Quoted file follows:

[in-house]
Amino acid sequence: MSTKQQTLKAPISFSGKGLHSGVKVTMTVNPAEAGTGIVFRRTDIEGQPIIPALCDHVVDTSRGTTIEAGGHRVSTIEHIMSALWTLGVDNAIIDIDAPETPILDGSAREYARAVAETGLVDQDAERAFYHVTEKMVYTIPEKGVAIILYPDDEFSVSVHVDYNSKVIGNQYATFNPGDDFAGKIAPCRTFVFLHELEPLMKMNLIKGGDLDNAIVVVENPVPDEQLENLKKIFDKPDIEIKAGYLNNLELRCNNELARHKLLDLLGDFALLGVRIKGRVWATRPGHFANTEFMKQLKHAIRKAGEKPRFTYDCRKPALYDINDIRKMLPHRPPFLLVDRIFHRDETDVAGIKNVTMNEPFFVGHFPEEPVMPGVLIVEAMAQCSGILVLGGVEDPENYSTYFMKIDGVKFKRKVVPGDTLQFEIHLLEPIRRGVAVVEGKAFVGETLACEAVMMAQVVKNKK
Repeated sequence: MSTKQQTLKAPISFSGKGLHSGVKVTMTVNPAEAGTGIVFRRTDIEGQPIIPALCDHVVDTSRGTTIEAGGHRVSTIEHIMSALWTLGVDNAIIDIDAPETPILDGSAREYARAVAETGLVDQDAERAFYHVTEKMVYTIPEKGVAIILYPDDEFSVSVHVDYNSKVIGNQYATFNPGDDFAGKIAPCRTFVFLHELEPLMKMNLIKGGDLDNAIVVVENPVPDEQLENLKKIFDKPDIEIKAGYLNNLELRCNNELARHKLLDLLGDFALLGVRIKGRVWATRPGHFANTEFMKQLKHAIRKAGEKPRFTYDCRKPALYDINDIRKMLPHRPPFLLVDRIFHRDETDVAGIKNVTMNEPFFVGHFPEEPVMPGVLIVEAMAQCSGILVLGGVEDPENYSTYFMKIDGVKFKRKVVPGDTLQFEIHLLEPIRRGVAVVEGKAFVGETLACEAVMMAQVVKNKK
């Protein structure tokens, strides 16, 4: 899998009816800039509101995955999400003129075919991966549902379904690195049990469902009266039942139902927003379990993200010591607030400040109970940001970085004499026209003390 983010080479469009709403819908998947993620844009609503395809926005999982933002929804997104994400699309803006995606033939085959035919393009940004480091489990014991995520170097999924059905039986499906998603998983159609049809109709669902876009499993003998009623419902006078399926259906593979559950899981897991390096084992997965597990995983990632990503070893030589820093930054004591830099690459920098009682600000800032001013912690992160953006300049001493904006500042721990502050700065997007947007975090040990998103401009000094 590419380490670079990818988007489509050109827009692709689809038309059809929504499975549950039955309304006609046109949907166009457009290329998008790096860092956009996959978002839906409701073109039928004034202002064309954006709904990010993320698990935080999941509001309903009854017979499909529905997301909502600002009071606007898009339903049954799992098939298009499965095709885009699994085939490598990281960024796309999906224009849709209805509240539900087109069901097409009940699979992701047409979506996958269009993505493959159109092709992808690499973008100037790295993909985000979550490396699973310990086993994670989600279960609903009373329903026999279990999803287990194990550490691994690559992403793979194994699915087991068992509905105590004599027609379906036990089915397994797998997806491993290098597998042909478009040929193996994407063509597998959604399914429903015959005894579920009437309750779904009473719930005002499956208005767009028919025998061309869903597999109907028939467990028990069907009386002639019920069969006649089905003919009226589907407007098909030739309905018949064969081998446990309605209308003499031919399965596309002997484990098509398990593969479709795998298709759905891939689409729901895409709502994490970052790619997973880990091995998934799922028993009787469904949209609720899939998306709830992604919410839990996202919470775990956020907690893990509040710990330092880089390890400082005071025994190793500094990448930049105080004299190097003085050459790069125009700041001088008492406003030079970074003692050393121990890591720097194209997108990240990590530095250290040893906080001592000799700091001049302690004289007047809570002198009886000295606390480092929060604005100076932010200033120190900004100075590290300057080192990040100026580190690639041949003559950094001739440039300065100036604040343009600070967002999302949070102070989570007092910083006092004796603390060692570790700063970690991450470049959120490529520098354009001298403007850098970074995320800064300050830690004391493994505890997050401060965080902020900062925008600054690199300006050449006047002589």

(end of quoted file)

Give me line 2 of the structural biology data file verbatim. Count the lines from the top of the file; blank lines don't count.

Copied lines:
Amino acid sequence: MSTKQQTLKAPISFSGKGLHSGVKVTMTVNPAEAGTGIVFRRTDIEGQPIIPALCDHVVDTSRGTTIEAGGHRVSTIEHIMSALWTLGVDNAIIDIDAPETPILDGSAREYARAVAETGLVDQDAERAFYHVTEKMVYTIPEKGVAIILYPDDEFSVSVHVDYNSKVIGNQYATFNPGDDFAGKIAPCRTFVFLHELEPLMKMNLIKGGDLDNAIVVVENPVPDEQLENLKKIFDKPDIEIKAGYLNNLELRCNNELARHKLLDLLGDFALLGVRIKGRVWATRPGHFANTEFMKQLKHAIRKAGEKPRFTYDCRKPALYDINDIRKMLPHRPPFLLVDRIFHRDETDVAGIKNVTMNEPFFVGHFPEEPVMPGVLIVEAMAQCSGILVLGGVEDPENYSTYFMKIDGVKFKRKVVPGDTLQFEIHLLEPIRRGVAVVEGKAFVGETLACEAVMMAQVVKNKK